Skip

5 posts tagged with women by languagehat.
Displaying 1 through 5 of 5.

The women of Bamian.

"Far away from the Taliban insurgency, in this most peaceful corner of Afghanistan, a quiet revolution is gaining pace. Women are driving cars — a rarity in Afghanistan — working in public offices and police stations, and sitting on local councils. There is even a female governor, the first and only one in Afghanistan." Carlotta Gall writes about promising developments in Bamian. (NY Times; print version.)
posted by languagehat on Oct 7, 2008 - 19 comments

Women's writing, pre-1700.

Other Women's Voices: "Below are links that will take you to passages from over 125 women writers. The entries are on women who produced a substantial amount of work before 1700, some or all of which has been translated into modern English. Each entry will tell you about the print sources from which the translated passages are taken; it will also tell you of useful secondary sources and Internet sites, when those are available." An amazing resource. (Via wood s lot.)
posted by languagehat on Jul 26, 2007 - 20 comments

Mutilation losing favor in Africa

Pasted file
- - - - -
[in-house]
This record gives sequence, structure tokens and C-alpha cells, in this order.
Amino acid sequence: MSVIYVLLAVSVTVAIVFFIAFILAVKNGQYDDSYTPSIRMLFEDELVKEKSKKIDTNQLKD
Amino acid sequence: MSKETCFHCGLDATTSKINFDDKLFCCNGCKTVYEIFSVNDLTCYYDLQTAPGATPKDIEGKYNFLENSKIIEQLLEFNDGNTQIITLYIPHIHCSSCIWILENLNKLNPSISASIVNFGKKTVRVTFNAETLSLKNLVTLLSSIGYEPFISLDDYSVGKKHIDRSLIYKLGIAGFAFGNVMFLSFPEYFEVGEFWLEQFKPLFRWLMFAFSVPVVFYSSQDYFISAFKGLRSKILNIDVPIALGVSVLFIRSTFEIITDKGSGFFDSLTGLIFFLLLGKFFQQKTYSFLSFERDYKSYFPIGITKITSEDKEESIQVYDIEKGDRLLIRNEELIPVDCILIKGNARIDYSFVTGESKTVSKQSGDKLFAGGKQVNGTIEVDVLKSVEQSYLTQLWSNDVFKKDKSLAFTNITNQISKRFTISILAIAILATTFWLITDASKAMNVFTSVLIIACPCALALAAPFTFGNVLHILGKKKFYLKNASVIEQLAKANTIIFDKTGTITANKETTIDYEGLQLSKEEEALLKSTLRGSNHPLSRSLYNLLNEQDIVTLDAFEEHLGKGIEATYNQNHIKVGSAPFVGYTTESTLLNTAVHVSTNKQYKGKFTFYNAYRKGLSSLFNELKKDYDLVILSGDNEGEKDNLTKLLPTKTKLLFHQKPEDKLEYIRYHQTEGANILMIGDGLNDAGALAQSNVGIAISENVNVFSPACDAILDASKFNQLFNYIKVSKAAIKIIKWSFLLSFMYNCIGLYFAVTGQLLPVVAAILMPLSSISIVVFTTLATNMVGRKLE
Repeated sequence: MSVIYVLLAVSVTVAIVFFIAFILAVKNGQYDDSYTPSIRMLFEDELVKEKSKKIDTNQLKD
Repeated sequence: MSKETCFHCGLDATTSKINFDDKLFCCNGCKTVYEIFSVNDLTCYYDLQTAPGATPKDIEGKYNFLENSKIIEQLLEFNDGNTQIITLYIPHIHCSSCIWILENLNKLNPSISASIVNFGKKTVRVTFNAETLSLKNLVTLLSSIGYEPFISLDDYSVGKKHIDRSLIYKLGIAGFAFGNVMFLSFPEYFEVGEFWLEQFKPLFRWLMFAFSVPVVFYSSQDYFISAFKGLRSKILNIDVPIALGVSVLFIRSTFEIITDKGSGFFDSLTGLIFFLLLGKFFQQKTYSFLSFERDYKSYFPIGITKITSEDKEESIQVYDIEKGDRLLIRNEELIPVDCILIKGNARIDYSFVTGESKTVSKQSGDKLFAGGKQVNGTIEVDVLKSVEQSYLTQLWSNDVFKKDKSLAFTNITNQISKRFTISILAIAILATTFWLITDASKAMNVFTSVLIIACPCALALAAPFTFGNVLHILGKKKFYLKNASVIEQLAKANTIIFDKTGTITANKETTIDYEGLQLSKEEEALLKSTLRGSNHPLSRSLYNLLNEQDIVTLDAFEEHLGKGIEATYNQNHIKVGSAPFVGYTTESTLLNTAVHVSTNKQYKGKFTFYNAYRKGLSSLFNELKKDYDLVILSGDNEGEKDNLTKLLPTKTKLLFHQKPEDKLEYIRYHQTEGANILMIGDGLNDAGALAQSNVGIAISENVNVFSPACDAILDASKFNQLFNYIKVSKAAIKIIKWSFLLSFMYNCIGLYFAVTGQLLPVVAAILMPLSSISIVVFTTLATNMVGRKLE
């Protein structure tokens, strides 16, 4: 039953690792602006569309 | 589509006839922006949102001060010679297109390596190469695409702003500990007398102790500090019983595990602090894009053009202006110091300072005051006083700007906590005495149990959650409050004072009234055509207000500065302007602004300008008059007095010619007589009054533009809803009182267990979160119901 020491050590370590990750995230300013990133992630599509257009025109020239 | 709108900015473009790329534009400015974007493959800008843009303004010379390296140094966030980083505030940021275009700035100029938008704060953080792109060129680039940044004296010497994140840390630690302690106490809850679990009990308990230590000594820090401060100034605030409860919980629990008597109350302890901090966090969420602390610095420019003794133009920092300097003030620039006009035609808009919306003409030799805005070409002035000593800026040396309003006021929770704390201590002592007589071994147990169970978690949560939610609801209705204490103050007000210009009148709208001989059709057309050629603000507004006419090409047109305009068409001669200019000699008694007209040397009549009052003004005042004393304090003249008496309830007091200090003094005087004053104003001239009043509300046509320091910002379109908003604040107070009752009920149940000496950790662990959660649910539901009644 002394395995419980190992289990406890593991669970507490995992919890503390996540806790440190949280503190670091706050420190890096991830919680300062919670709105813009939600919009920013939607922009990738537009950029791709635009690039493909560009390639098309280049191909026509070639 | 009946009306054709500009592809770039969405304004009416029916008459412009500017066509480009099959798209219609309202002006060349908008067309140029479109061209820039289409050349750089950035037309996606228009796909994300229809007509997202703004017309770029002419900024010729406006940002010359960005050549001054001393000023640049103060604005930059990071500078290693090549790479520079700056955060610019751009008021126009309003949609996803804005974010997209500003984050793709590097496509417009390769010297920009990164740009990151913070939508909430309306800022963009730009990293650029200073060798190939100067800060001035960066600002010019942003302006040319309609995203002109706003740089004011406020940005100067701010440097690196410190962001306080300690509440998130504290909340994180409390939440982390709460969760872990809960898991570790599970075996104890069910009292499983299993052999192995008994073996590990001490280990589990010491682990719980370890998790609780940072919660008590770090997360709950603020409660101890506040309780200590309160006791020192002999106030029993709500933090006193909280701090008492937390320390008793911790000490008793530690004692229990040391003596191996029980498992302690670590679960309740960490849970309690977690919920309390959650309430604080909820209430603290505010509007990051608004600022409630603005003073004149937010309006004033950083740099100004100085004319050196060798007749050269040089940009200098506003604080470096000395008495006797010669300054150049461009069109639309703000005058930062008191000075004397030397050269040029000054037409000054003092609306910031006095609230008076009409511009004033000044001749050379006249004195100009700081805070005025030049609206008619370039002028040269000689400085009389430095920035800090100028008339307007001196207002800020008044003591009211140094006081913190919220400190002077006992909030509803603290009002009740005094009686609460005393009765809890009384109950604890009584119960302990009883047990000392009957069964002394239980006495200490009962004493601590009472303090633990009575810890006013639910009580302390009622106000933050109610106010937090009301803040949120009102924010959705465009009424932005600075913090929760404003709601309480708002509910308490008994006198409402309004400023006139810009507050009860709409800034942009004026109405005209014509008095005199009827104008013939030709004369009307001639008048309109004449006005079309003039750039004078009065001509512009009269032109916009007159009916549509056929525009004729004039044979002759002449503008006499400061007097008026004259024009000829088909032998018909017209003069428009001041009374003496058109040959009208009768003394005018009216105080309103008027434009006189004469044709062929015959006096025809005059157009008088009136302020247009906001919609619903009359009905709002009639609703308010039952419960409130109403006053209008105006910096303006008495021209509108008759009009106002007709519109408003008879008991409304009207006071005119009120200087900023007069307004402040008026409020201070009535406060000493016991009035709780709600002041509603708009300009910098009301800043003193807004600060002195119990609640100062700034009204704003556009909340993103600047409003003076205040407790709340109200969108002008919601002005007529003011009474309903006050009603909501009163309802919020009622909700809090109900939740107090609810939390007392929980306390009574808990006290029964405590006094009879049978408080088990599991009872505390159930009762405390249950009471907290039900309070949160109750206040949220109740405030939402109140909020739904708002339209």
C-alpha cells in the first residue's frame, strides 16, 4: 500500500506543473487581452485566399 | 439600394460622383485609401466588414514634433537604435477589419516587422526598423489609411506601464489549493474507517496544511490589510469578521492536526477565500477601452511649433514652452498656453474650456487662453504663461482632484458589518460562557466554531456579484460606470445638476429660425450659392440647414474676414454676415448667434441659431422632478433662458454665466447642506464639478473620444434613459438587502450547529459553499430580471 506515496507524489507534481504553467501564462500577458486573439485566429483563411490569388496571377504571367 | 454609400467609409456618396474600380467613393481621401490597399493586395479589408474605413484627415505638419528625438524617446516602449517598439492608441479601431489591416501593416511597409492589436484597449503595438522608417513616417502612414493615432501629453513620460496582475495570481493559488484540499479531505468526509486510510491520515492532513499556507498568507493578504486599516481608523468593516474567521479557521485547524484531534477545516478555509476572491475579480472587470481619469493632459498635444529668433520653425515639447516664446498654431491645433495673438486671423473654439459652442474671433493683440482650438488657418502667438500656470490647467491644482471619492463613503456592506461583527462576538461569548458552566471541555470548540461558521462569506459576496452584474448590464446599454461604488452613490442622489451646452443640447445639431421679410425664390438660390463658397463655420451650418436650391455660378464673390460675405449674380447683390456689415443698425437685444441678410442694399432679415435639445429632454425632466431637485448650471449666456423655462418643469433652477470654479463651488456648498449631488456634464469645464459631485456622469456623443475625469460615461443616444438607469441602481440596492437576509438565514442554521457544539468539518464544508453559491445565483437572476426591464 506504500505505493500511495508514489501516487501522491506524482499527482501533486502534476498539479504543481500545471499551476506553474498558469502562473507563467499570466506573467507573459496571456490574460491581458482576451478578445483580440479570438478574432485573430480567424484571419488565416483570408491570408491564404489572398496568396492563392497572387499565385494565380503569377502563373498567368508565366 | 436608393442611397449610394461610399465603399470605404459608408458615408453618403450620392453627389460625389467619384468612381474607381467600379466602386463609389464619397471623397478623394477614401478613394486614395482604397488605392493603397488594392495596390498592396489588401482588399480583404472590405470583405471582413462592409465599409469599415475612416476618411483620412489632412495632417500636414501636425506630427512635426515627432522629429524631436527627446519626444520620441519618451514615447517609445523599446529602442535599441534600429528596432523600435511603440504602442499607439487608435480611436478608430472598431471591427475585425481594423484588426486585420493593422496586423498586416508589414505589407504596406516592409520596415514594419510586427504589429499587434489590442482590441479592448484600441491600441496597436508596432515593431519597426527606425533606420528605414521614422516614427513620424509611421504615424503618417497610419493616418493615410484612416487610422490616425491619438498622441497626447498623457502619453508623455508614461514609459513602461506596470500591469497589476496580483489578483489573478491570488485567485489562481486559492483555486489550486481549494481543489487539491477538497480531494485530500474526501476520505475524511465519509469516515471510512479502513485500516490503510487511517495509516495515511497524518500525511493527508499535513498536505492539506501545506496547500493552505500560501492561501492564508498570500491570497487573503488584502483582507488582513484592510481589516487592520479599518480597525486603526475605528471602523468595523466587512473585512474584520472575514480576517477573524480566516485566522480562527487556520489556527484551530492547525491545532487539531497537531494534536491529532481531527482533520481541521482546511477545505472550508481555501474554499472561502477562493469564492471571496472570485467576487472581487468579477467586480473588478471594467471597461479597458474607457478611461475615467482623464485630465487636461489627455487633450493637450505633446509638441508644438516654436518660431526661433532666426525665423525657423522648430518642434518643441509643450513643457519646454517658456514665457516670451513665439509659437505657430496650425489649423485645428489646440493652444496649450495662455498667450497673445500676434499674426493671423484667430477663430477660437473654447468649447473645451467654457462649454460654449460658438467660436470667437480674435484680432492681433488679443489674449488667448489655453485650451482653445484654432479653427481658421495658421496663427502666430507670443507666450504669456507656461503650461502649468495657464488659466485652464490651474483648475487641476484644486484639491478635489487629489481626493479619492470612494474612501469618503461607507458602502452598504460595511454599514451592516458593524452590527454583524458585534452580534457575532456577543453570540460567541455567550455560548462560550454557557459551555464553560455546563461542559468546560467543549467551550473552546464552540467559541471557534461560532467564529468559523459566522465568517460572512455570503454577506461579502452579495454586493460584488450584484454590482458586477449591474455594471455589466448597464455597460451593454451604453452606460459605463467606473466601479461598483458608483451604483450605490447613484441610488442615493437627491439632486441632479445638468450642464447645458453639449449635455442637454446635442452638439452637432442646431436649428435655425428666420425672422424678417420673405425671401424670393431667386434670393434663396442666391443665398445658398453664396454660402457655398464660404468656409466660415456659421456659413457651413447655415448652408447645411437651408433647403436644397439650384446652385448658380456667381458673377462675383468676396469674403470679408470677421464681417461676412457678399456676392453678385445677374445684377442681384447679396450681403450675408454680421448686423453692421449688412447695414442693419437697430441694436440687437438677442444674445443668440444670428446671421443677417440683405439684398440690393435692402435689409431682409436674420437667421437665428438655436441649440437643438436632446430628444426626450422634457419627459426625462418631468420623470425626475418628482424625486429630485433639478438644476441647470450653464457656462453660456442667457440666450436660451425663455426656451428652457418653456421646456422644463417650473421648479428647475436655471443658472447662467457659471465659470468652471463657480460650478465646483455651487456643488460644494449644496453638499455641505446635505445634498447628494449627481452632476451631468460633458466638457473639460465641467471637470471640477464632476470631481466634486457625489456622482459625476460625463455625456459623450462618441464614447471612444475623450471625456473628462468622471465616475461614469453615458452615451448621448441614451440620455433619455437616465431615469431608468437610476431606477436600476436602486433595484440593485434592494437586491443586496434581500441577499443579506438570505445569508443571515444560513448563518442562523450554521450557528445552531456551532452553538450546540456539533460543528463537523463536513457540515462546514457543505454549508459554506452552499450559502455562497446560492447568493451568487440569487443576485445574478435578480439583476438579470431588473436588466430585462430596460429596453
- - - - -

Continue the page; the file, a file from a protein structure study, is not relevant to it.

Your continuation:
Female genital mutilation is a blight on women's lives in many parts of Africa. Today's NY Times has a story, "Genital Cutting Shows Signs of Losing Favor in Africa" by Mark Lacey, that gives grounds for optimism:
Slowly, genital cutting is losing favor. Parliaments are passing laws forbidding the practice, which causes widespread death and disfigurement. Girls are fleeing their homes to keep their vaginas intact. And the women who have been carrying out the cutting, and who have been revered by their communities for doing so, are beginning to lay down their knives.
(If you don't want to register with the NYT, here's the Mathaba.net copy.)
posted by languagehat on Jun 8, 2004 - 52 comments

Ex-women in Albania.

Sworn virgins. "A sworn virgin is called such because she swears—takes a vow under the law of the Kanun—to become a man. From the day she takes this vow (which is sometimes at a very early age), she becomes a man: she dresses like one, acts like one, walks like one, works like one, talks like one, and her family and community treat her as one. She is referred to as he. He will never marry and will remain celibate all of his life." If you find this stuff intriguing, by all means read Alice Munro's great short story "The Albanian Virgin" (from Open Secrets, 1994); you might also want to check out A Dictionary of Albanian Religion, Mythology, and Folk Culture, where there's much more cultural weirdness, and Edith Durham's classic High Albania (online here), from which I first learned of these mannish gals. Oh, and there's a movie!
posted by languagehat on Jan 30, 2004 - 15 comments

Alone and ashamed with fistulas

Nicholas Kristof wrote this article
  about this woman
    who founded this hospital
      which treats this condition, which is so awful...
posted by languagehat on May 20, 2003 - 27 comments

Page: 1
Posts